Trent MacNamara, Texas A&M University
This paper would survey an early-stage book project on Americans’ changing understandings of the heavens. The working hypothesis is that beginning around 1800, non-elites grew more aware of scientific cosmologies that challenged older conceptions of the heavens as a nearby, human-centered space—home of a watchful God, paradise for the departed, location of heavenly bodies whose positions guided human affairs, source of rain or drought, font of wonder, humility and fate. Popularized astronomy and cosmology gradually emptied and abstracted these fateful “heavens,” replacing them with the colder and more impersonal “space.” A reservoir of human imponderables became a frontier for technological conquest. Along the way, ordinary Americans were forced to adapt their conceptions of cosmic place and transcendent meaning. The project's overall aim is to bring to light mystical and scientific vernaculars that have gone largely unnoticed in the history of cosmology, which has focused on elite science and theology.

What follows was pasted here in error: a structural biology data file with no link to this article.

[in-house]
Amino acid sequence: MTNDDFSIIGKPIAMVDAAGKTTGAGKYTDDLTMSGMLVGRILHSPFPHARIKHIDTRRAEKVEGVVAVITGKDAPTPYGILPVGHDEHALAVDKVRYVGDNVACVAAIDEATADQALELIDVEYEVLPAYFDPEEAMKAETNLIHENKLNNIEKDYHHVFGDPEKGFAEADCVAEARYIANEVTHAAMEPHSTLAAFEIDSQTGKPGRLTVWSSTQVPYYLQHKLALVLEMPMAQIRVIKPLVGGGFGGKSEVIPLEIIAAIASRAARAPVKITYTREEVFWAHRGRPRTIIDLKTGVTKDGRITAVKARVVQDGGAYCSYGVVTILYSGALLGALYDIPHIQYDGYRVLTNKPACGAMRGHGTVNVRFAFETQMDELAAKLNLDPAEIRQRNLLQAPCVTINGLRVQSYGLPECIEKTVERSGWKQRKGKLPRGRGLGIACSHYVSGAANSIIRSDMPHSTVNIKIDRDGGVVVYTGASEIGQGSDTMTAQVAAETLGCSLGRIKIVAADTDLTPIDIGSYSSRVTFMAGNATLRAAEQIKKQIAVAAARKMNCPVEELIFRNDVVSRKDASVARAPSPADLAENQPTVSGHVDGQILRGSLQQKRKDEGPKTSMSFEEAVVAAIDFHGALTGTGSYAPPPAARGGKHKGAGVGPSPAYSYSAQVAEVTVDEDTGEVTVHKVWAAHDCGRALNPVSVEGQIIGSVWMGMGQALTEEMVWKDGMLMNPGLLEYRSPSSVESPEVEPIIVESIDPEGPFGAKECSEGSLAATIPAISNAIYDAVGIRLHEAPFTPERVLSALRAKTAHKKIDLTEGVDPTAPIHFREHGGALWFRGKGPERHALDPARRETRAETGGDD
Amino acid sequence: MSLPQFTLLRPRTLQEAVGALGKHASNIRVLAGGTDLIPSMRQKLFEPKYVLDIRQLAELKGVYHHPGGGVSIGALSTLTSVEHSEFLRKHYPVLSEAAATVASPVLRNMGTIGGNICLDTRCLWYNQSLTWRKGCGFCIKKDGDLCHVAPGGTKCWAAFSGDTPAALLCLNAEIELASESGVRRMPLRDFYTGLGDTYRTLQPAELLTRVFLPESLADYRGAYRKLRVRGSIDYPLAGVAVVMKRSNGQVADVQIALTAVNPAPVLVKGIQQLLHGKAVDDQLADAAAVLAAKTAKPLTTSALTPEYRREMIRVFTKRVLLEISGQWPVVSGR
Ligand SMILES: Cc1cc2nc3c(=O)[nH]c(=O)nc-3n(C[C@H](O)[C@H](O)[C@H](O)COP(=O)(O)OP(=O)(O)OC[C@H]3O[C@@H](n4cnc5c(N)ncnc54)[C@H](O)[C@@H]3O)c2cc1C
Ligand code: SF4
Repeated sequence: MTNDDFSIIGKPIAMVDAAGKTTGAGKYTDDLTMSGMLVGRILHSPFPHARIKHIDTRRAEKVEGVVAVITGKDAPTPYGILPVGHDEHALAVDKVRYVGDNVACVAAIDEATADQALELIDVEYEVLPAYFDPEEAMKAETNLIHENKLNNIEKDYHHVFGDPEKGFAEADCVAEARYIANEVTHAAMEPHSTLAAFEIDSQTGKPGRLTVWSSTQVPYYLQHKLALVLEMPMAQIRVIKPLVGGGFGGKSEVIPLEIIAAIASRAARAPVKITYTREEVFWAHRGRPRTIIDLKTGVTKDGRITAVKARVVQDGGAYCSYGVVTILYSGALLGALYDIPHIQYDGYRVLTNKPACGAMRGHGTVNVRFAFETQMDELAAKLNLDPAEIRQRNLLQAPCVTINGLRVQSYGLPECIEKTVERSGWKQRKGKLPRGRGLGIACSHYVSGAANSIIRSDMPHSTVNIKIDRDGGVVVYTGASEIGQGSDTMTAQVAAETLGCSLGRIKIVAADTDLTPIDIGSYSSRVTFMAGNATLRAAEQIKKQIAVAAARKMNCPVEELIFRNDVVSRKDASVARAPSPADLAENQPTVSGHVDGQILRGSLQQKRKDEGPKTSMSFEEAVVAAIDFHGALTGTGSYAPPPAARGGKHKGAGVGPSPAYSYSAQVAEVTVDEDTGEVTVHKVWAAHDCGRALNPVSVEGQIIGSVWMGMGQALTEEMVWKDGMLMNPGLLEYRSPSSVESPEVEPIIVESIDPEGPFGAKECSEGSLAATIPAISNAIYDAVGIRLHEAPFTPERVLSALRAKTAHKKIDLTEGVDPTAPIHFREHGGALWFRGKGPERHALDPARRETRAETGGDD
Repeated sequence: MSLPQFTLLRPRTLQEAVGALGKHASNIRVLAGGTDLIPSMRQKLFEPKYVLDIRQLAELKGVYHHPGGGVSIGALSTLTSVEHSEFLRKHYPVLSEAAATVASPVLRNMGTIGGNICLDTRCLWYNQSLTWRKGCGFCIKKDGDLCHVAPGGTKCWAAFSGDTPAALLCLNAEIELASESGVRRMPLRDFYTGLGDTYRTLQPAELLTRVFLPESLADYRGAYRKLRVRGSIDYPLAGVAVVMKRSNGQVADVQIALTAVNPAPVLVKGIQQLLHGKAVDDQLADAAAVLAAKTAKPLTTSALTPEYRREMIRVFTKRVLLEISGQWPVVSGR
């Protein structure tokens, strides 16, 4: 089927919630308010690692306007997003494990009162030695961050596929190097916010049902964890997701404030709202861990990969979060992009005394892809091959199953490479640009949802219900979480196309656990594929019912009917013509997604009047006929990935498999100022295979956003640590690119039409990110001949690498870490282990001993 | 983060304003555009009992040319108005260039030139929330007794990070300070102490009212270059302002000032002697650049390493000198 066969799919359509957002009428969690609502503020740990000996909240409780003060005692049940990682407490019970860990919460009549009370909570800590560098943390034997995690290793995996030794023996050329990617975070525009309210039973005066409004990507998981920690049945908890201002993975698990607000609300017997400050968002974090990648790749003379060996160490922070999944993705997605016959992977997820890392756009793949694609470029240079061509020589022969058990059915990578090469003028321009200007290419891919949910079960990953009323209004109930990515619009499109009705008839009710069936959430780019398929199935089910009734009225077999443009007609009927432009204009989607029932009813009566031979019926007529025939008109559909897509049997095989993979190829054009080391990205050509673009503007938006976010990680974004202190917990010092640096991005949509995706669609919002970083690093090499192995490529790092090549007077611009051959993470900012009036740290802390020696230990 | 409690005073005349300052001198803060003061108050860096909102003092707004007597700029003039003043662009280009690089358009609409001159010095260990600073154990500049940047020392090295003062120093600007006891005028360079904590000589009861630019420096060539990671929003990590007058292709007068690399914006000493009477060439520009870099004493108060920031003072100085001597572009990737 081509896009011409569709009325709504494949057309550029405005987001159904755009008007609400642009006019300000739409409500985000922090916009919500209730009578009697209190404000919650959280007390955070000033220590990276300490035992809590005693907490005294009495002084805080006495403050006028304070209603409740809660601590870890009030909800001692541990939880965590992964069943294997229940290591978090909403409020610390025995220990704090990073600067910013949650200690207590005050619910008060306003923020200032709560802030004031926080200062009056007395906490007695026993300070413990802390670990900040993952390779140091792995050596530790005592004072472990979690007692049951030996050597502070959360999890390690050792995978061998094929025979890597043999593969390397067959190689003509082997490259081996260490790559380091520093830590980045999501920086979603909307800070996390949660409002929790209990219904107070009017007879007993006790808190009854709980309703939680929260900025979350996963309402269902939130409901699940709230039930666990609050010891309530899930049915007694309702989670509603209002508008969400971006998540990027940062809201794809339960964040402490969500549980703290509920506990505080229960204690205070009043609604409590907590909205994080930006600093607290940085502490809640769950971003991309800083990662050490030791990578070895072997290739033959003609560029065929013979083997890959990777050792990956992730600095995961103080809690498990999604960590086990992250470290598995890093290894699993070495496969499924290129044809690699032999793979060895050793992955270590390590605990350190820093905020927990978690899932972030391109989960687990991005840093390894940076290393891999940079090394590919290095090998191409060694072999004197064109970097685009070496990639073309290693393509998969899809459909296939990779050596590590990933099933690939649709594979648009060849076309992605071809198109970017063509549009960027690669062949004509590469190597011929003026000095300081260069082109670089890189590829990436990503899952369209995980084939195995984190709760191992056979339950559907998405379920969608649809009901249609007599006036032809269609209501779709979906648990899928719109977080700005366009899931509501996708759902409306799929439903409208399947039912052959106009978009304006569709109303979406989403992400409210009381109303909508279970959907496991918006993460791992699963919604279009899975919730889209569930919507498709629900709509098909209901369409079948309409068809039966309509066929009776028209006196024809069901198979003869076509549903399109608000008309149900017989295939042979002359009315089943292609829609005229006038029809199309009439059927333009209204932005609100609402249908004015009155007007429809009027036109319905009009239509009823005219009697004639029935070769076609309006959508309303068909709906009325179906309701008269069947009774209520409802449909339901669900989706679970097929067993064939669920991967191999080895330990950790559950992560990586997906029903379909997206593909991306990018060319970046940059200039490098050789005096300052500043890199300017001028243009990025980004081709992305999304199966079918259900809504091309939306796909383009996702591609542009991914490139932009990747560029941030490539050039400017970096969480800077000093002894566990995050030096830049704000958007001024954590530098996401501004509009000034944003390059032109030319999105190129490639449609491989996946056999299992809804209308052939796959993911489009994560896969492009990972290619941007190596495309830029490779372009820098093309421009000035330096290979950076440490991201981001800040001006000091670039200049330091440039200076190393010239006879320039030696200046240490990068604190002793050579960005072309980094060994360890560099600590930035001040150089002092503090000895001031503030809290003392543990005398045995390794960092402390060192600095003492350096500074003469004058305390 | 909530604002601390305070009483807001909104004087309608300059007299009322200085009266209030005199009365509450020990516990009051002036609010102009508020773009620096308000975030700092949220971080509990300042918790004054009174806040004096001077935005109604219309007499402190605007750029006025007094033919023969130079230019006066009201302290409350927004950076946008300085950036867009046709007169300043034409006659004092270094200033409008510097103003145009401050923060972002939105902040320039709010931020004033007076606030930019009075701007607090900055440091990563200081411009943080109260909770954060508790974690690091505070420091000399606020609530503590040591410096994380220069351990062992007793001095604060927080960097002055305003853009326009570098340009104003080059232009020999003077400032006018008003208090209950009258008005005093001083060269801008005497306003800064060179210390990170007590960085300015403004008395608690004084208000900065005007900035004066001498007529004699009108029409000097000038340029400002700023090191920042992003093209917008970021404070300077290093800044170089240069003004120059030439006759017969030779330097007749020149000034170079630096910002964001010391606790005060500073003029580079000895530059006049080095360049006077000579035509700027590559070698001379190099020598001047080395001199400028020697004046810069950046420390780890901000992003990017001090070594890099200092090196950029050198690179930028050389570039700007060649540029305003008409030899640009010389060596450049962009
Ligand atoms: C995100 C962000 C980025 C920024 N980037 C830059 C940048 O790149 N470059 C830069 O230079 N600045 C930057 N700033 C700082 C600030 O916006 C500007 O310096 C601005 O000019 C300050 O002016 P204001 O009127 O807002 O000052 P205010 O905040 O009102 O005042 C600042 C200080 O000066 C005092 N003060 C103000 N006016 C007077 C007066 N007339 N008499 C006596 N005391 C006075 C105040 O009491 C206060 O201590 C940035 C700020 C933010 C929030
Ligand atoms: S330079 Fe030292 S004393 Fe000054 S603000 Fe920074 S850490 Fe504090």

No extended abstract or paper available
Presented in Session 114. Religion and Culture